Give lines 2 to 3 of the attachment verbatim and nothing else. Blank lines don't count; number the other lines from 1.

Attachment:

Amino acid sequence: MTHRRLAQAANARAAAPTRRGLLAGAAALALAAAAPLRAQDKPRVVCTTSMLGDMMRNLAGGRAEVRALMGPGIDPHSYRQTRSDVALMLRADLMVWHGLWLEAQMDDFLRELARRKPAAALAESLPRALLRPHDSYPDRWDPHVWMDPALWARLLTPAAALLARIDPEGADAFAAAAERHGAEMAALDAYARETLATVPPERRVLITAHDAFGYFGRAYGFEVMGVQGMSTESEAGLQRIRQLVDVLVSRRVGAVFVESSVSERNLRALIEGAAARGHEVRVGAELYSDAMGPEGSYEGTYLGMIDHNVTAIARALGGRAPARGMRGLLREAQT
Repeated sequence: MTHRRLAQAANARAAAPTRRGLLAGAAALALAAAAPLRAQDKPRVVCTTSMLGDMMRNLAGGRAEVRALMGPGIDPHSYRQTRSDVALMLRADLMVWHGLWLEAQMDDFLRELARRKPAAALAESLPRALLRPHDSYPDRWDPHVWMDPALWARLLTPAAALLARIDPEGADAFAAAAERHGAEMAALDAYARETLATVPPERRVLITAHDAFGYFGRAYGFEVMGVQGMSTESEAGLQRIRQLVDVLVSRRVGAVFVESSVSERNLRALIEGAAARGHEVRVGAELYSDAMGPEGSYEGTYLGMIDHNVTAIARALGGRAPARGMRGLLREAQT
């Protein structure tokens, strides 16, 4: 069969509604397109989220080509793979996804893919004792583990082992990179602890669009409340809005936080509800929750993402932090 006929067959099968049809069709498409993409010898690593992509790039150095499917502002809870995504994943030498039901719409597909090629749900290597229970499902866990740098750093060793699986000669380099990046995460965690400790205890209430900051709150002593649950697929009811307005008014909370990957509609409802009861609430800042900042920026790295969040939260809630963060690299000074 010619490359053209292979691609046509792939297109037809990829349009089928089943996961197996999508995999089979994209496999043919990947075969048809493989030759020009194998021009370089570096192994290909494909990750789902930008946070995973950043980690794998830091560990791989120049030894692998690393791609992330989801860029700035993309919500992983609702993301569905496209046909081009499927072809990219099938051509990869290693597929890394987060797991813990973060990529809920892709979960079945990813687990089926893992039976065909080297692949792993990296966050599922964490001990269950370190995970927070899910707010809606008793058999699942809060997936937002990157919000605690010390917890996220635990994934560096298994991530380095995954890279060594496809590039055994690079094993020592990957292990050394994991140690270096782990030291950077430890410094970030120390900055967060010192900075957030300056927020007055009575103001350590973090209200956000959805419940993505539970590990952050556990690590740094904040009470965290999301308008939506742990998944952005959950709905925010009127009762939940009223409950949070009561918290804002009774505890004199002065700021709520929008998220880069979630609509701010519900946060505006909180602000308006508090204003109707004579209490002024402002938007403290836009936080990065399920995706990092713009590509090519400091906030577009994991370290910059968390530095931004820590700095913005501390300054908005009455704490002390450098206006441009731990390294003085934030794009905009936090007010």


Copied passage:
Repeated sequence: MTHRRLAQAANARAAAPTRRGLLAGAAALALAAAAPLRAQDKPRVVCTTSMLGDMMRNLAGGRAEVRALMGPGIDPHSYRQTRSDVALMLRADLMVWHGLWLEAQMDDFLRELARRKPAAALAESLPRALLRPHDSYPDRWDPHVWMDPALWARLLTPAAALLARIDPEGADAFAAAAERHGAEMAALDAYARETLATVPPERRVLITAHDAFGYFGRAYGFEVMGVQGMSTESEAGLQRIRQLVDVLVSRRVGAVFVESSVSERNLRALIEGAAARGHEVRVGAELYSDAMGPEGSYEGTYLGMIDHNVTAIARALGGRAPARGMRGLLREAQT
């Protein structure tokens, strides 16, 4: 069969509604397109989220080509793979996804893919004792583990082992990179602890669009409340809005936080509800929750993402932090 006929067959099968049809069709498409993409010898690593992509790039150095499917502002809870995504994943030498039901719409597909090629749900290597229970499902866990740098750093060793699986000669380099990046995460965690400790205890209430900051709150002593649950697929009811307005008014909370990957509609409802009861609430800042900042920026790295969040939260809630963060690299000074 010619490359053209292979691609046509792939297109037809990829349009089928089943996961197996999508995999089979994209496999043919990947075969048809493989030759020009194998021009370089570096192994290909494909990750789902930008946070995973950043980690794998830091560990791989120049030894692998690393791609992330989801860029700035993309919500992983609702993301569905496209046909081009499927072809990219099938051509990869290693597929890394987060797991813990973060990529809920892709979960079945990813687990089926893992039976065909080297692949792993990296966050599922964490001990269950370190995970927070899910707010809606008793058999699942809060997936937002990157919000605690010390917890996220635990994934560096298994991530380095995954890279060594496809590039055994690079094993020592990957292990050394994991140690270096782990030291950077430890410094970030120390900055967060010192900075957030300056927020007055009575103001350590973090209200956000959805419940993505539970590990952050556990690590740094904040009470965290999301308008939506742990998944952005959950709905925010009127009762939940009223409950949070009561918290804002009774505890004199002065700021709520929008998220880069979630609509701010519900946060505006909180602000308006508090204003109707004579209490002024402002938007403290836009936080990065399920995706990092713009590509090519400091906030577009994991370290910059968390530095931004820590700095913005501390300054908005009455704490002390450098206006441009731990390294003085934030794009905009936090007010």